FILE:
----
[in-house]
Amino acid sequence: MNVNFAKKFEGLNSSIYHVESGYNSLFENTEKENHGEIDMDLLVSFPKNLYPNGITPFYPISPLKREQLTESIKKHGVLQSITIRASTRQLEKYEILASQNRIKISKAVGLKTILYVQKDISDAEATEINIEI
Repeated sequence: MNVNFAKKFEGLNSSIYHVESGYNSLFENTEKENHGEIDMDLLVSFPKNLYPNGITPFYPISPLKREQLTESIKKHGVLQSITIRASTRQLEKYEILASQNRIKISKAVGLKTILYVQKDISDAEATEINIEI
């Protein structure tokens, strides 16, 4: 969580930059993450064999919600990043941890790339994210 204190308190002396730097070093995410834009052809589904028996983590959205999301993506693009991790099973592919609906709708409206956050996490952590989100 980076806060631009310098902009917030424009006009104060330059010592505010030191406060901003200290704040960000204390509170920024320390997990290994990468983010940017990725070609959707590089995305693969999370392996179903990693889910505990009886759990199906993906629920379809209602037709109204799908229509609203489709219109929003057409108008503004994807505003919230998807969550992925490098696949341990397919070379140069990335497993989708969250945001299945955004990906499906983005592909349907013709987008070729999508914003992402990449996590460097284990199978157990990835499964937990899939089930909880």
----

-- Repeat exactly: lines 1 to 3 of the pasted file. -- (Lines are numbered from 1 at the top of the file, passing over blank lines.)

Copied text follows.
[in-house]
Amino acid sequence: MNVNFAKKFEGLNSSIYHVESGYNSLFENTEKENHGEIDMDLLVSFPKNLYPNGITPFYPISPLKREQLTESIKKHGVLQSITIRASTRQLEKYEILASQNRIKISKAVGLKTILYVQKDISDAEATEINIEI
Repeated sequence: MNVNFAKKFEGLNSSIYHVESGYNSLFENTEKENHGEIDMDLLVSFPKNLYPNGITPFYPISPLKREQLTESIKKHGVLQSITIRASTRQLEKYEILASQNRIKISKAVGLKTILYVQKDISDAEATEINIEI